The Readout Damian Garde & Meghana Keshavan

FDA program unintentionally causes price hikes

Several drugs — medicines that are on the market, ready to be prescribed — are still unapproved. That’s because they came into being before the current regulatory practices were set in place — so they were simply grandfathered in, without much scrutiny. The FDA, in response, launched the Unapproved Drugs Initiative back in 2006, in an attempt to make sure that many of these older drugs are indeed safe and effective.

But it’s come at a cost, STAT’s Ed Silverman writes. Such intense examination of decades-old drugs has prompted many companies to quit manufacturing them — allowing others to gain a monopoly and charge sky-high prices. A new study shows that just four such examples could add $20.3 billion to U.S. health care spending. 

Read more.

ICER validates two drug pricing choices

The Institute for Clinical and Economic Review often has a dour view of drug costs: Most new drugs are, according to the think tank, rarely worth their price tag. But in a rare move, ICER’s reversing its decision on the value of two new migraine drugs. 

It’s deemed that Allergan’s Ubrelvy and another migraine medicine from Biohaven Pharmaceuticals that has yet to be released should cost between $4,150 and $4,640 per year. That’s rather close to Ubrelvy’s actual list price of $4,900 — especially considering that a previous ICER analysis suggested the drugs should cost closer to $2,200 per year. Biohaven CEO Vlad Coric, for one, said in a statement that he felt “vindicated by the decision.” 

Read more.

Gilead drug goes to clinical trials for coronavirus

The most potent antivirals are being studied as possible treatments for coronavirus. And remdesivir — a drug developed by Gilead Sciences to treat the Ebola and Marburg viruses — is now getting a nod of approval from the World Health Organization. 

“There is only one drug right now that we think may have real efficacy, and that’s remdesivir,” a top WHO official said during a Beijing press conference on Monday. Gilead saw a 5% stock jump in response to this news.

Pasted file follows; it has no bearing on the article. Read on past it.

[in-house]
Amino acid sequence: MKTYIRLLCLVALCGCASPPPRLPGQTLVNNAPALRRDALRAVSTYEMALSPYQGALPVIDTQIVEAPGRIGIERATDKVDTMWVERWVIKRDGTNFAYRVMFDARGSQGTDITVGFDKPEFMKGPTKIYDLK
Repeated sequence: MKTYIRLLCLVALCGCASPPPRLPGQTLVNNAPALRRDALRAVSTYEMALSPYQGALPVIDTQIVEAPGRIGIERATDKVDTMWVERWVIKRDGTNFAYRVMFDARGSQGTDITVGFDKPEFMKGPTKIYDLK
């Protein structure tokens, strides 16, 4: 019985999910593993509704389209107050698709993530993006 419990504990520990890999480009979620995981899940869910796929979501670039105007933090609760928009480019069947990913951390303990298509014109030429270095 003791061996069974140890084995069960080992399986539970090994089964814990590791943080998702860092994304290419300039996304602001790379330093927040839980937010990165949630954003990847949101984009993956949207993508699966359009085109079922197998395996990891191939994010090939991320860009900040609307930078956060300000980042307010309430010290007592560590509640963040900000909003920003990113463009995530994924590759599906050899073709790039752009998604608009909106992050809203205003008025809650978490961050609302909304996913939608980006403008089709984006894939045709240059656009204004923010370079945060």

Now, U.S. clinical trials testing remdesivir on coronavirus are officially underway in Nebraska. The first trial participant is an American who contracted the illness on the Diamond Princess cruise ship.

The FDA can't get complacent

Former FDA commissioner Mark McClellan has some sage words of advice for the agency he used to helm: Don’t get stagnant. 

McClellan, along with cancer patient advocate Ellen V. Sigal, opine that there are many changes the FDA can make in the new decade. Rather than simply accelerating approvals, for instance, a major priority should be on public health — and whether the new drugs are safer or providing better outcomes for patients. 

The agency should continue to encourage public opinion on how it operates, McClellan writes, and should modernize how it collects and uses digital health data. The medical field is evolving rapidly these days, after all, and their thought is that regulators need to evolve just as quickly. 

Read more.

More reads

  • Will the newest pill for HIV prevention fuel progress — or profits? (STAT)
  • IMV's T-cell programming treatment keeps ovarian cancer at bay in midphase study. (FierceBiotech)

Thanks for reading! Until tomorrow,

Wednesday, February 26, 2020


Facebook   Twitter   YouTube   Instagram

1 Exchange Pl, Suite 201, Boston, MA 02109
©2020, All Rights Reserved.
I no longer wish to receive STAT emails
Update Email Preferences | Contact Us
5cP.gif?contact_status=<<Contact Status>>